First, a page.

Philippe Vaast (CIRAD): Having a prominent research Cluster within FTA Phase 2 on perennial crops will indeed be a very good thing, but I strongly feel that perennial crops deserved more, such as a Flagship on their own – or even another research program of their own – due to their socio-economic and ecological importance in tropical countries. After all, coffee, cocoa, rubber, and oil palm contribute greatly to the revenues and livelihoods of around half a billion people in the humid tropics. These perennial crops are mostly produced by smallholders and mainly managed in agroforestry systems, so they have a recognized role in:
- revenue diversification/farmers’ risk management;
- provision of ecosystem services;
- as pioneer tropical crops on eco-certification;
- as cropping systems enabling synergies on climate change adaptation/mitigation; and much more.
They are at the center of far-reaching debates and research around trade-offs between production and ecosystem services, intensification, and discussions on land sharing/land sparing.
As all the CGIAR’s research programs are undergoing review of their structure and defining the contour of their future structure, Flagship leaders and other focal points have to make sure that these perennial crops stay high on the agenda.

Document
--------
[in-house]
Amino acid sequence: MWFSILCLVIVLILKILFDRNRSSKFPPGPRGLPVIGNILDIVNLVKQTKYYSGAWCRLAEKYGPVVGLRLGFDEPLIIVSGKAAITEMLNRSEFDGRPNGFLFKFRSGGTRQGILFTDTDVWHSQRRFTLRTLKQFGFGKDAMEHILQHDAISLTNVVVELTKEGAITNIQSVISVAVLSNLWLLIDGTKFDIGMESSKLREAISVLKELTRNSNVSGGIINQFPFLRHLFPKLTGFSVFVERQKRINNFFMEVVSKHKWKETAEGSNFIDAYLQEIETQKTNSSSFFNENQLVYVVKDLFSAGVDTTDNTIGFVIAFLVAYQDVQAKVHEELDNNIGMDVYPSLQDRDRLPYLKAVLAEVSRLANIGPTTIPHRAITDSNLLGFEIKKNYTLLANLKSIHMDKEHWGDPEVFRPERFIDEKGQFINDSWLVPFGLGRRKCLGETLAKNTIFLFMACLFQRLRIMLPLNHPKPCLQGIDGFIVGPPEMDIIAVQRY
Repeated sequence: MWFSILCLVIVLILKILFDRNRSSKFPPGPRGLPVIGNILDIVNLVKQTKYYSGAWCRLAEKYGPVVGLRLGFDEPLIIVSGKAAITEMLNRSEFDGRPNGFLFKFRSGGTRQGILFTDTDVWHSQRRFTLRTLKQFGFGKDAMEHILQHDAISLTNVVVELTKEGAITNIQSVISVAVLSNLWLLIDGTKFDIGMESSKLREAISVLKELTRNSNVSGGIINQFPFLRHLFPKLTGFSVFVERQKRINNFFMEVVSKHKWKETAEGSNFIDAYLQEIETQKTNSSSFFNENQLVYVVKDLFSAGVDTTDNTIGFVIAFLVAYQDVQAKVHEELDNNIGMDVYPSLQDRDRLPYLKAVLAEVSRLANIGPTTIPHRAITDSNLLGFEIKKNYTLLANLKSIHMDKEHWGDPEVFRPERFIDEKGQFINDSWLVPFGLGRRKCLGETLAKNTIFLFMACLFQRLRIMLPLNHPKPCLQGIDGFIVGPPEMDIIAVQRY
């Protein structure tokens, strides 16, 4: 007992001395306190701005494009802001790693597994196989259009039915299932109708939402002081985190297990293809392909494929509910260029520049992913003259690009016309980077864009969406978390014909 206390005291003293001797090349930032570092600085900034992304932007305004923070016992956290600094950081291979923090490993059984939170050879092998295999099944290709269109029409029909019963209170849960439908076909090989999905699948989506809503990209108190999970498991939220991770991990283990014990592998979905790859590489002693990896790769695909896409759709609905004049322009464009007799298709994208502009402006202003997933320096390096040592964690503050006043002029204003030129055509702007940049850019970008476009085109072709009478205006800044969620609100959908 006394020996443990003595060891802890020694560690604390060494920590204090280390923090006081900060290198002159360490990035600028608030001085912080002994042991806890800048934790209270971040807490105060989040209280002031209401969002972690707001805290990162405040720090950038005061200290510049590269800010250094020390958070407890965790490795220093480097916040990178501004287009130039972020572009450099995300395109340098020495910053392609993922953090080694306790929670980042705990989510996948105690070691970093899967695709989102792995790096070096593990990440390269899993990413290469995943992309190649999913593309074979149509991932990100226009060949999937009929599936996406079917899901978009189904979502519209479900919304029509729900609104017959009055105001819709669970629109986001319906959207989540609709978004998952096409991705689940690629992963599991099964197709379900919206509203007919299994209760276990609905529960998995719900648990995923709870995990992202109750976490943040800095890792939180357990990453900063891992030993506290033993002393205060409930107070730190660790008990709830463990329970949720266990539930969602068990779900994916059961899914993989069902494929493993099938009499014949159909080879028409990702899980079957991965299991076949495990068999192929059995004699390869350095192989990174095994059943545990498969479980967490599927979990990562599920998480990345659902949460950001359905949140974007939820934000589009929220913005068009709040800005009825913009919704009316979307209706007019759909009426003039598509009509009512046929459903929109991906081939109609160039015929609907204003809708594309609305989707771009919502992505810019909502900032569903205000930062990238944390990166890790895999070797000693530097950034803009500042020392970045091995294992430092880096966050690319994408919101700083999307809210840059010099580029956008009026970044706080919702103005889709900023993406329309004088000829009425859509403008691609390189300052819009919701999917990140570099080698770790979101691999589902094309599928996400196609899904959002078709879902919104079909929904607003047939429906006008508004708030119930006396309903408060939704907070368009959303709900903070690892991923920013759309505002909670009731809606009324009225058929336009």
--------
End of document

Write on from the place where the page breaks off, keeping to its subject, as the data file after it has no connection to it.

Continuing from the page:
More than 10 research projects are currently underway on perennial crops on all continents by the CGIAR centers, and there is the need to raise the profile of perennial crops in the absence of a stand-alone Flagship in Phase 2.
Therefore, it is important that we strongly advocate to strengthen ties between
- FTA Phase 2 and RTB Phase 2 as many roots, tubers and banana are grown in association with perennial crops;
- FTA Phase 2 and CCAFS Phase 2 as there are strong opportunities to study and promote synergies between adaptation and mitigation in perennial crops agroforestry systems;
- FTA Phase 2 and WLE Phase 2 on provision of ecosystem services at plot to landscape levels in watersheds and ecological zones where perennial agroforestry systems are important;
- FTA Phase 2 and PIM Phase 2 on the study and development of value chains, particularly on eco-certification where perennial crops such as coffee and cocoa have been pioneer tropical crops, and where there are good opportunities to strengthen research and development links with the private food sector. (Photo of Philip Vaast: Researchgate)
Farmers, trees and soil: integrated tree-crop-livestock systems
Fergus Sinclair: For FTA Phase 2, it has been suggested that we create a cluster called ‘Trees supporting sustainable intensification’ which needs to incorporate the research on soil health that we had earlier proposed as a separate cluster. Trees are an important cornerstone of system intensification in many contexts, because they improve and sustain soil fertility by 1) tightening nutrient and water cycling, 2) fixing nitrogen, 3) controlling erosion and 4) sustaining the soil biota.